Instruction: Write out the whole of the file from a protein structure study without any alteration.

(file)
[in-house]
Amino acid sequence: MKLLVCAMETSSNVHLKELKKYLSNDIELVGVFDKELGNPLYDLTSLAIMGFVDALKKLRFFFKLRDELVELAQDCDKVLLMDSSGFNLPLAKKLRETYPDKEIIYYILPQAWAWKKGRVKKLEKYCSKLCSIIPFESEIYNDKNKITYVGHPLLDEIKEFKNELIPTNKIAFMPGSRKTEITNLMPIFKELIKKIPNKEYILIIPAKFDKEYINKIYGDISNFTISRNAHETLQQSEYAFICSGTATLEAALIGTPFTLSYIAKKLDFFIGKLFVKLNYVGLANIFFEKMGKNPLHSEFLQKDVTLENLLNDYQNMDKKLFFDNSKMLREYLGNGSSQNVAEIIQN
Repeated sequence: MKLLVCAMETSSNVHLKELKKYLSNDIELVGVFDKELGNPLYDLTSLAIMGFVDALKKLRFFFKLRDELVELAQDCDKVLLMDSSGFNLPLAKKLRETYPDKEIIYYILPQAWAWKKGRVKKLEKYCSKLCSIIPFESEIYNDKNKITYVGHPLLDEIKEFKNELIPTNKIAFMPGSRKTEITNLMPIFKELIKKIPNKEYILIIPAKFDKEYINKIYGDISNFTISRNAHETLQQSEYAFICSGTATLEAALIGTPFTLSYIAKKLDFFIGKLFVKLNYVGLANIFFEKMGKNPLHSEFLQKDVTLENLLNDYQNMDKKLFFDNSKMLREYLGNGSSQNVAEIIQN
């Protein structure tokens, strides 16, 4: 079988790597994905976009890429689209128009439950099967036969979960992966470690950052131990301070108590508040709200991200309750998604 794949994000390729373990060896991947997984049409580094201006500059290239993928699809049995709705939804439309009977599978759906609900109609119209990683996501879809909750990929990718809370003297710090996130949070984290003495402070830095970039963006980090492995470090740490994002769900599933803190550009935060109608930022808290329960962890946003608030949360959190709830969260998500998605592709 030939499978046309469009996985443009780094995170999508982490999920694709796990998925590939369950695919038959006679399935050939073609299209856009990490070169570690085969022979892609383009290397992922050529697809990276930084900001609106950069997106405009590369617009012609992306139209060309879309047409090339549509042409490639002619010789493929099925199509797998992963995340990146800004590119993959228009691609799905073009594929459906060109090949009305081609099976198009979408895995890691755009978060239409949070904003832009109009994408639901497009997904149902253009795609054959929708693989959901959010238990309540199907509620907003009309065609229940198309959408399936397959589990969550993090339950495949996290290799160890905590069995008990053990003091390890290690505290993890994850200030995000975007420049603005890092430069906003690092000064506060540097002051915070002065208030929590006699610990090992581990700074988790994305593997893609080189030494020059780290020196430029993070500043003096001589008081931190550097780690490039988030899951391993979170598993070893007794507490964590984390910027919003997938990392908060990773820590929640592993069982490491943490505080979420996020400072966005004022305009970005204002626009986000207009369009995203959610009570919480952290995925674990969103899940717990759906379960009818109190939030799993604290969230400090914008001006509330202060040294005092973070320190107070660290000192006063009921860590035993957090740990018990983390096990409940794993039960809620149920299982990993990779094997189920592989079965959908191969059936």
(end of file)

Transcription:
[in-house]
Amino acid sequence: MKLLVCAMETSSNVHLKELKKYLSNDIELVGVFDKELGNPLYDLTSLAIMGFVDALKKLRFFFKLRDELVELAQDCDKVLLMDSSGFNLPLAKKLRETYPDKEIIYYILPQAWAWKKGRVKKLEKYCSKLCSIIPFESEIYNDKNKITYVGHPLLDEIKEFKNELIPTNKIAFMPGSRKTEITNLMPIFKELIKKIPNKEYILIIPAKFDKEYINKIYGDISNFTISRNAHETLQQSEYAFICSGTATLEAALIGTPFTLSYIAKKLDFFIGKLFVKLNYVGLANIFFEKMGKNPLHSEFLQKDVTLENLLNDYQNMDKKLFFDNSKMLREYLGNGSSQNVAEIIQN
Repeated sequence: MKLLVCAMETSSNVHLKELKKYLSNDIELVGVFDKELGNPLYDLTSLAIMGFVDALKKLRFFFKLRDELVELAQDCDKVLLMDSSGFNLPLAKKLRETYPDKEIIYYILPQAWAWKKGRVKKLEKYCSKLCSIIPFESEIYNDKNKITYVGHPLLDEIKEFKNELIPTNKIAFMPGSRKTEITNLMPIFKELIKKIPNKEYILIIPAKFDKEYINKIYGDISNFTISRNAHETLQQSEYAFICSGTATLEAALIGTPFTLSYIAKKLDFFIGKLFVKLNYVGLANIFFEKMGKNPLHSEFLQKDVTLENLLNDYQNMDKKLFFDNSKMLREYLGNGSSQNVAEIIQN
């Protein structure tokens, strides 16, 4: 079988790597994905976009890429689209128009439950099967036969979960992966470690950052131990301070108590508040709200991200309750998604 794949994000390729373990060896991947997984049409580094201006500059290239993928699809049995709705939804439309009977599978759906609900109609119209990683996501879809909750990929990718809370003297710090996130949070984290003495402070830095970039963006980090492995470090740490994002769900599933803190550009935060109608930022808290329960962890946003608030949360959190709830969260998500998605592709 030939499978046309469009996985443009780094995170999508982490999920694709796990998925590939369950695919038959006679399935050939073609299209856009990490070169570690085969022979892609383009290397992922050529697809990276930084900001609106950069997106405009590369617009012609992306139209060309879309047409090339549509042409490639002619010789493929099925199509797998992963995340990146800004590119993959228009691609799905073009594929459906060109090949009305081609099976198009979408895995890691755009978060239409949070904003832009109009994408639901497009997904149902253009795609054959929708693989959901959010238990309540199907509620907003009309065609229940198309959408399936397959589990969550993090339950495949996290290799160890905590069995008990053990003091390890290690505290993890994850200030995000975007420049603005890092430069906003690092000064506060540097002051915070002065208030929590006699610990090992581990700074988790994305593997893609080189030494020059780290020196430029993070500043003096001589008081931190550097780690490039988030899951391993979170598993070893007794507490964590984390910027919003997938990392908060990773820590929640592993069982490491943490505080979420996020400072966005004022305009970005204002626009986000207009369009995203959610009570919480952290995925674990969103899940717990759906379960009818109190939030799993604290969230400090914008001006509330202060040294005092973070320190107070660290000192006063009921860590035993957090740990018990983390096990409940794993039960809620149920299982990993990779094997189920592989079965959908191969059936």